Poitier’s image in film has often been associated with that of Dr. Martin Luther King Jr; Poitier won the Academy Award for best actor the same year that King won the Nobel Prize. But in this case, when Tibbs slapped Endicott back, the character he would most associate with in the future proved that there were multiple layers to his complex personality. You may have remembered MLK, but in the late 1960s, when the civil rights movement was being challenged by the claims of the Black Power, Virgil Tibbs did not turn the other cheek. Here he had more in common with Malcolm X than with Dr. King, despite what his measured personality may have led some people to believe.
Watching In the Heat of the Night as a child left an indelible mark on my adult mind. Being a distinguished gentleman did not mean accepting humiliation, literally or figuratively. Demanding that those celluloid racists respect him and showing them that he could maneuver in a variety of ways told me that being whole and multi-dimensional, defying categorization, mixing supreme intellect with authenticity was the way to go. This is what Tibbs, Poitier’s greatest film character, and especially that photo of him playing the sax in his glasses, surrounded by blackness, came to represent.
Many years after I first saw Poitier in this groundbreaking film, I had the great pleasure of meeting him. In the late 1990s, Poitier was the commencement speaker at USC’s School of Motion Picture Arts, where I spent the last 30 years of my professional life. Seeing him as a child, the lonely black man navigating maze-like white spaces, was comparable to the work life I found myself living in the rarefied spaces of the academy. Exhibiting a chivalrous manner coexisted with the understanding that not everyone agreed that I really belonged to such an elitist space. Like Virgil Tibbs, he might be diplomatic, but as that hilarious malt liquor ad from the 1980s said: “Don’t let the mild taste fool you.”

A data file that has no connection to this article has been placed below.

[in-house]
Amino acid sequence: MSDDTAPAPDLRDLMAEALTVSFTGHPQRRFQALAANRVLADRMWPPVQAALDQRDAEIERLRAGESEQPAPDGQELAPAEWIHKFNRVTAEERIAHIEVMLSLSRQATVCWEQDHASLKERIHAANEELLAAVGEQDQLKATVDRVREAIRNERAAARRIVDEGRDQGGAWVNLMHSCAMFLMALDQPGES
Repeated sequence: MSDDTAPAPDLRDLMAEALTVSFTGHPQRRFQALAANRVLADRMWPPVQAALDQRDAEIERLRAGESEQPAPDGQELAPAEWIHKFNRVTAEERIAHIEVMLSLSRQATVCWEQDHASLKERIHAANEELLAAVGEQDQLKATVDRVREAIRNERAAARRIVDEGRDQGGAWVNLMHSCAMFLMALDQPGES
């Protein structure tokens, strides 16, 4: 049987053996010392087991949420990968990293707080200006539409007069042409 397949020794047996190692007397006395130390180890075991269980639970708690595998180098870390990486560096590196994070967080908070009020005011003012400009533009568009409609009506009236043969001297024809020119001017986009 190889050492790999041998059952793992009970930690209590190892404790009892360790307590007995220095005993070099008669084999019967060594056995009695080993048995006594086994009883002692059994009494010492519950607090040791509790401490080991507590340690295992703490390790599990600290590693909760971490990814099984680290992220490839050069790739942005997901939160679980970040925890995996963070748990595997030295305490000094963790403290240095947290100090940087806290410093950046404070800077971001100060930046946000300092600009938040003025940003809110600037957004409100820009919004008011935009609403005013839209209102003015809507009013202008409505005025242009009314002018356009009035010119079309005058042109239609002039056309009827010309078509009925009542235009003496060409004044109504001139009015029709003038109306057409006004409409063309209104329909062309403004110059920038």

Standing on the graduation stage in all academic garb, while putting a doctorate hood on a newly graduated PhD candidate, thinking about how the people who created all this higher education pomp and circumstance certainly never imagined that a cat like me I would be representing. In this way, I turned around to see Poitier approaching me, hand outstretched, smiling broadly. His words, “Nice to meet you, Dr” echoed when I shook his hand. While we were there, I absorbed the magnitude of the moment. He offered multiple compliments and jokes, as kind in life as his person. We share a knowing laugh. But this was Sidney Poitier, not Virgil Tibbs. He understood what all this meant, and so did I. Things that are often understood do not need to be articulated.
Sidney Poitier was a giant of American culture. He stands as one of the most important figures in Hollywood history, hands down. The monumental legacy of Poitier’s style is evident in those he influenced. Whether it’s the career of contemporary Hollywood royalty, Denzel Washington, or that of the nation’s first black president, Barack Obama. Sidney Poitier, the distinguished gentleman of cinema, was also innovative, inspiring, brilliant, complex and authentic. The era it represented is past, but the foundation it laid is one we are still building on. Rest in power!
George is Digismak’s reported cum editor with 13 years of experience in Journalism